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Robert Hunter
Introduction

With each issue of Ceramics in America it becomes increasingly apparent that there is no simple story line for our ceramic history. The complexity of that history is underscored by the fact that no single volume oVers a comprehensive assessment of America’s regionally diverse ceramics. Surveys of Chinese or English ceramics are relatively easy to find, but despite a number of publications on specific American types or individual potteries, huge gaps remain. 

How will these gaps be filled? For every professional ceramic historian there are dozens if not hundreds of enthusiastic collectors on the front line of ceramic research. Each region has its own cadre of specialists competing at flea markets and auctions for that prized specimen of locally made pottery. Unfortunately, in the past the specimen typically was stored away for safekeeping, rarely seen except in the occasional family photograph album, as many collectors are secretive and highly competitive. The truth is, it makes good economic sense not to share too much about one’s personal collecting interests or habits, information that could increase competition and raise prices.

This secretiveness is changing as more and more scholars and collectors are connecting to the Internet, where images and details about items in even the most remote country auction can be viewed with just a few keystrokes. Some collectors now have websites for their collections, and the clandestine contents of museum storerooms, previously viewable only through the graces of an accommodating curator, are increasingly available through the electronic medium. With this growing accessibility, collectors must share with professional historians the responsibility to publish. Although their scholarship might not be academically wrought, or is sometimes clumsy or even outright speculative, these enthusiasts are America’s ceramics chroniclers. 

This issue of Ceramics in America is filled with such an admixture of academic and collector research, and it is the sincere enthusiasm of both types of authors that best connects their stories. 

English-made clay tobacco pipe fragments have long provided archaeologists with a useful chronology for dating colonial-period archaeological assemblages. The colonists themselves made tobacco pipes as well, and the ethnicity of the makers—African American, Native American, and white—has preoccupied archaeological discussions for more than a decade. Al Luckenbach reports on the discovery of a circa 1660 American pipe manufactory in Anne Arundel County, Maryland. Using pipe fragments, kiln remains, kiln furniture, and even raw clay, Luckenbach is able to firmly identify American pipe maker Emanuel Drue. Building on archaeologist Dan Mouer’s assertion that locally made pipes are manifestations of early American folk art, Luckenbach demonstrates the importance of the manufactory’s discovery for students of tobacco pipe technology and Chesapeake material culture.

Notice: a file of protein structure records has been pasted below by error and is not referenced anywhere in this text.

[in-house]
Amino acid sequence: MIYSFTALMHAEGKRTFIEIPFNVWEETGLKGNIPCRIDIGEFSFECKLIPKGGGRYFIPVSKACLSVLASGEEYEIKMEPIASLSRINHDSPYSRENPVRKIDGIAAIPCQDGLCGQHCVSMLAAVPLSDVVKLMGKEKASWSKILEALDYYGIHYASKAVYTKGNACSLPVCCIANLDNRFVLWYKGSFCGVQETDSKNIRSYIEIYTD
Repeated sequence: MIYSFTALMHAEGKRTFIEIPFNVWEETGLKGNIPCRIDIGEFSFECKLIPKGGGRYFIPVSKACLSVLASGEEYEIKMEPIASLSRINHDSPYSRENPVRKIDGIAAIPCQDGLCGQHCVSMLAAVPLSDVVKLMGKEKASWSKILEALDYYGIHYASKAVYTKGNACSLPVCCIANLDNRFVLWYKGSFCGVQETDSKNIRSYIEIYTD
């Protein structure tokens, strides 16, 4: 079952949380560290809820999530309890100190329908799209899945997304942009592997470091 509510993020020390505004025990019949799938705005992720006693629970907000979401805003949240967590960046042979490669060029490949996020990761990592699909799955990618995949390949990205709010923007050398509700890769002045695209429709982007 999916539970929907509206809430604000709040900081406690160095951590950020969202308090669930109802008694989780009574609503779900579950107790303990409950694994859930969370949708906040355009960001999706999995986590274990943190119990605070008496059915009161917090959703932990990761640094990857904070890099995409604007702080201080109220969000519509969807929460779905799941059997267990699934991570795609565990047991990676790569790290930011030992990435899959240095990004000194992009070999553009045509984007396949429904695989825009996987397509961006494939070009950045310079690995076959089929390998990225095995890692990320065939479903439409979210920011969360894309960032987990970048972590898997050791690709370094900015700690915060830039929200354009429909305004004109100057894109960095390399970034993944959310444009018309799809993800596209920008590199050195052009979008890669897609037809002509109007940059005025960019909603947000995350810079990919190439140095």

Another archaeology story recounts the discovery of America’s first stoneware manufactory—that of the “Poor Potter” of Yorktown, Virginia. Norman Barka’s painstaking excavation of William Rogers’s circa 1720 pottery site uncovered a large workshop complex that included the well-preserved remains of two kilns and thousands of earthenware and stoneware waster fragments. The historical significance of this site—its contribution to the story of America’s domestically made ceramics, as well as its revolutionary role in initiating an independence from imported products—cannot be overstated. Even with Barka’s persistence in the labor-intensive analysis of the site and its artifacts, research on this vast body of material will continue into the foreseeable future. 

William Rogers was the eighteenth-century Yorktown entrepreneur who owned and operated the pottery, but virtually nothing is known about the actual potters. Martha McCartney and Edward Ayres’s historical essay explains the pottery’s role in light of Rogers’s activities as a brewer and merchant. Of greater significance is their suggestion that his workforce was composed of indentured convict labor from England and augmented with African-American slaves. Barka’s ceramic analysis indicates that Rogers’s master potters were trained in state-of-the-art London stoneware technology and that some of them were well versed in Germanic-style earthenwares. Future research may help to identify these master craftsmen and explain their presence in the colonial America context. 

Yorktown potters with European training had to adapt to the locally available clays and fuels. In an unusual twist, Australian contributors Ross Ramsay, Judith Hansen, and Gael Ramsay show how clay from the western part of North Carolina may have served as the key ingredient needed for a circa 1744 London-made porcelain body. Employing a combination of historical research, connoisseurship, and rigorous chemical analysis, the authors present a convincing argument that the so-called A-marked porcelain group depended on this “Cherokee” clay for its success. Their article challenges the long-held notion that the manufacture of English porcelain was strictly a homegrown enterprise.